I'm a huge sports fan, and I follow the stock market with the same enthusiasm. Rarely do the two have much in common, but recently, as rumors began to swirl that Ford's (NYSE:F) CEO, Alan Mulally, was at the top of Microsoft's (NASDAQ:MSFT) short list to replace Steve Ballmer as CEO, it reminded me of coaches in the NCAA. Oftentimes rumors fly around as soon as the Cinderella team makes a run in the NCAA tournament. The coach says all the right things to the reporters, and it isn't until right after March Madness ends that the coach often bolts to the next big opening.
That's eerily similar to the situation we have today at Ford, as the company puts the finishing touches on one of the greatest business turnarounds in history. My response to those hoping that Mulally will take the job at Microsoft: Don't count on it.
It's not a shocker that Microsoft fans would like Mulally on board. In fact, he should make just about any investor's CEO wish-list.
Mulally is a CEO with experience in turning troubled companies around. He landed in Ford's driver seat in 2006 as the company posted more than $30 billion in losses over the next two years -- an absolutely frightening amount -- and steered the company to posting profits in 2009 while General Motors and Chrysler declared bankruptcy. He set forth his "One Ford" vision to restructure the company and hasn't looked back.
The first part of his plan was to "aggressively restructure to operate profitably at the current demand and changing model mix." That's easier said than done, because Detroit automakers had built a terrible reputation over the years for poor quality vehicles; no one wanted to buy Detroit's vehicles. That's no longer the case. For proof, look no further than Ford's hot-selling F-Series, Fusion, Focus, and Escape.
"The domestics are getting really, really good at building small vehicles," acknowledges Fred Diaz, sales and marketing head for Nissan's U.S. division, according to Automotive News.
Also consider that Ford's production is much more efficient and expects 85% of its global sales to come from nine core platforms by the end of this year. In 2007, Ford and rival GM weren't profitable when vehicle sales topped the 17 million mark annually, yet now they can remain profitable at an estimated 10.5 million to 11 million per year.
Ford wasn't even Mulally's first major success. He was given a large amount of credit for helping save Boeing after the Sept. 11 terrorist attacks crushed the aviation industry. That's where I think we can find clues to why Mulally won't take the position at Microsoft.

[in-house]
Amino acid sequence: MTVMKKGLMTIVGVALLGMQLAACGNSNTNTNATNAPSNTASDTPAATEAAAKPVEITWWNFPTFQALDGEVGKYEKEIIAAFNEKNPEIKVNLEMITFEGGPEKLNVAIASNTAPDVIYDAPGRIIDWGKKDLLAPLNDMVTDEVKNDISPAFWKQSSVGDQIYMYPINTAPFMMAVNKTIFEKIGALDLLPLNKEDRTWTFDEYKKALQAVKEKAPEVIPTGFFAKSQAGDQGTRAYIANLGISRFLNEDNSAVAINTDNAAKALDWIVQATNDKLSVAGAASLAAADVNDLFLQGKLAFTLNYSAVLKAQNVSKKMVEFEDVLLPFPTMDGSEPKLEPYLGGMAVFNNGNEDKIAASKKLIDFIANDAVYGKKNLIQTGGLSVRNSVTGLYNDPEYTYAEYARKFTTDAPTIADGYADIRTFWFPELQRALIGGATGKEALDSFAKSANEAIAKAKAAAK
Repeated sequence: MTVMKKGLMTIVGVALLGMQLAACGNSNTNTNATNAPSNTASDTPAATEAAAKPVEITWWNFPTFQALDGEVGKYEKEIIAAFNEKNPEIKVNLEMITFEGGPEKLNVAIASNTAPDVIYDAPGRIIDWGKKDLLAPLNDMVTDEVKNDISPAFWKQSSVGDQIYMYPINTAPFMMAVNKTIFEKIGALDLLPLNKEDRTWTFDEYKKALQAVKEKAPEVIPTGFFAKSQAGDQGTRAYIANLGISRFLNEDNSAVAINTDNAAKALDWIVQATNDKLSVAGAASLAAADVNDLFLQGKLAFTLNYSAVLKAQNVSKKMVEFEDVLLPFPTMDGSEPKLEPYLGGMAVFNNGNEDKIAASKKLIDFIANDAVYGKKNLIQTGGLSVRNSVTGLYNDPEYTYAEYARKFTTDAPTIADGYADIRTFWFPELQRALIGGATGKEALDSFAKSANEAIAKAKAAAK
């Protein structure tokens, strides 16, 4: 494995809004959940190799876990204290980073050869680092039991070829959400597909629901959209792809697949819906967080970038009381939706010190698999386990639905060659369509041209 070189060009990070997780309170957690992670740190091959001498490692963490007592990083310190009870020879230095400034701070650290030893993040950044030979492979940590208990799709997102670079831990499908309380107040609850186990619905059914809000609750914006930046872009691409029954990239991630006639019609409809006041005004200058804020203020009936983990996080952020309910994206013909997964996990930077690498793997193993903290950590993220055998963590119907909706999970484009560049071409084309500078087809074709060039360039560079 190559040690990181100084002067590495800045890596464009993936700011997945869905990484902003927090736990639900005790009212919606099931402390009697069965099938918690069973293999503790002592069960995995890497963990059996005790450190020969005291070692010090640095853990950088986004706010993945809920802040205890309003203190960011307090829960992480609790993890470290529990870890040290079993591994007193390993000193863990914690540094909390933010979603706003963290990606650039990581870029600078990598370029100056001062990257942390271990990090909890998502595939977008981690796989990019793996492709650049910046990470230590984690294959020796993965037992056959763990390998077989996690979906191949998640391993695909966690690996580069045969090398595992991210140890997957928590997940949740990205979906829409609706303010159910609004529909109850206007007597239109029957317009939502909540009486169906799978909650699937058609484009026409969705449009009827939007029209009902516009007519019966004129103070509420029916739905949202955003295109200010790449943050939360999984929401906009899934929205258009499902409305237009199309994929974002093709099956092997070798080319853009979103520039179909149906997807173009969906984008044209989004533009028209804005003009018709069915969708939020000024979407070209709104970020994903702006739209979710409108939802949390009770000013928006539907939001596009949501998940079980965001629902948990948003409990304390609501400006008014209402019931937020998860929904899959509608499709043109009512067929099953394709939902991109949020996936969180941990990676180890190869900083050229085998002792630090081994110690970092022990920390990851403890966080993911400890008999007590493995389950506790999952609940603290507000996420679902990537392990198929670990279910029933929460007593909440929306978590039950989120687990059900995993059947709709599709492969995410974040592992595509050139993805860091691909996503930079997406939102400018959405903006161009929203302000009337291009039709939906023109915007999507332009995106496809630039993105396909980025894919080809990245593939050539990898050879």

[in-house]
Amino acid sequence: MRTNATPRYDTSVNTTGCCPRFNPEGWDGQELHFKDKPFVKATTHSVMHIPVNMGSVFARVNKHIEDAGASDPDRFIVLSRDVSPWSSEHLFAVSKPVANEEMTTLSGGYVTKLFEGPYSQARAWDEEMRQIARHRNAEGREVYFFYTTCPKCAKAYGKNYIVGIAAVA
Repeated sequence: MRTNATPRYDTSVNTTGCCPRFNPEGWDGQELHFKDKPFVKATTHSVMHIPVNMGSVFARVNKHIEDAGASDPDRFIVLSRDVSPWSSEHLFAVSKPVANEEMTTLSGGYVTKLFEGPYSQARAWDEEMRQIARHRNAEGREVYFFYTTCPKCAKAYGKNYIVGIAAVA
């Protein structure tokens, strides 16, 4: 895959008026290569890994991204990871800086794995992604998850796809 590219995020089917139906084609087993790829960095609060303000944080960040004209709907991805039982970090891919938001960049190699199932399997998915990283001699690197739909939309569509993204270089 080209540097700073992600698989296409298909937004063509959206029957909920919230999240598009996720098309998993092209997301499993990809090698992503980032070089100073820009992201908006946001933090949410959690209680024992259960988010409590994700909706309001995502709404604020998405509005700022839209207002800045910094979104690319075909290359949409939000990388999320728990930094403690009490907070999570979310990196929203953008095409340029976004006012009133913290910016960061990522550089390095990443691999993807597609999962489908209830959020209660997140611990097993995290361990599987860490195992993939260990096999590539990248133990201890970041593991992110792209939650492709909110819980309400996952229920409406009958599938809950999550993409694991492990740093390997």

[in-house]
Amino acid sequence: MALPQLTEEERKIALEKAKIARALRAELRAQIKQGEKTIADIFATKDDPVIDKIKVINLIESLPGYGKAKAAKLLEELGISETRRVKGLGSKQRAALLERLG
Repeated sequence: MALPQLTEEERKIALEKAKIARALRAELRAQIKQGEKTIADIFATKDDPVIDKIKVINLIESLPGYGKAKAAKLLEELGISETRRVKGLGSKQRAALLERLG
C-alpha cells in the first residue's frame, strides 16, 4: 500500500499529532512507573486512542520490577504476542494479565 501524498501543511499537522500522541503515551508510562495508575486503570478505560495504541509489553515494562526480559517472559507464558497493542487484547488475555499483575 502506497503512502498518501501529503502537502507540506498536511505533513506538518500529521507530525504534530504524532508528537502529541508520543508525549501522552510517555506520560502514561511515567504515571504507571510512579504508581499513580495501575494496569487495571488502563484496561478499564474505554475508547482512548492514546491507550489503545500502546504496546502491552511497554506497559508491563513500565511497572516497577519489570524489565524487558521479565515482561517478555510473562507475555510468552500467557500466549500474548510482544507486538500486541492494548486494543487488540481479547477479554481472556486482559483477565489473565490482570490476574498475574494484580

Boeing and Ford have much in common. As my colleague John Rosevear pointed out, both are manufacturing companies with labor unions, a high fixed-cost base, global regulations, and a competitive industry between major players. The tech industry is just a different world.
Moreover, even with the similarities between Boeing and Ford, Mulally admitted at his first Ford press conference that he resisted Ford's CEO position. He's not a job hopper of the type we often see today; he served Boeing with his full passion for 37 years.
Right now Mulally and Ford are saying all the right things to the media, and I believe it to be the truth. It's been said that Mulally will stay on at Ford at least through 2014. "There's been no change to what we announced in November," Mark Fields, COO since December, told reporters, according to Bloomberg. Mulally, he said, is "absolutely focused on the business, particularly on setting a long-range strategy for the company. He's very engaged."
There are many things striking about Mulally, even noticeable for those who don't know him personally. Those traits include his humbleness, energy, enthusiasm, and ability to lead -- all things that could make a jump to Microsoft possible. Maybe at the young age of 68, Mulally needs one last challenge, but I doubt it. If I'm wrong, I'll gladly eat crow, applaud his successful time at Ford, and as a shareholder wish him the best.
Fool contributor Daniel Miller owns shares of Ford. The Motley Fool recommends Ford and owns shares of Ford and Microsoft. Try any of our Foolish newsletter services free for 30 days. We Fools don't all hold the same opinions, but we all believe that considering a diverse range of insights makes us better investors. The Motley Fool has a disclosure policy.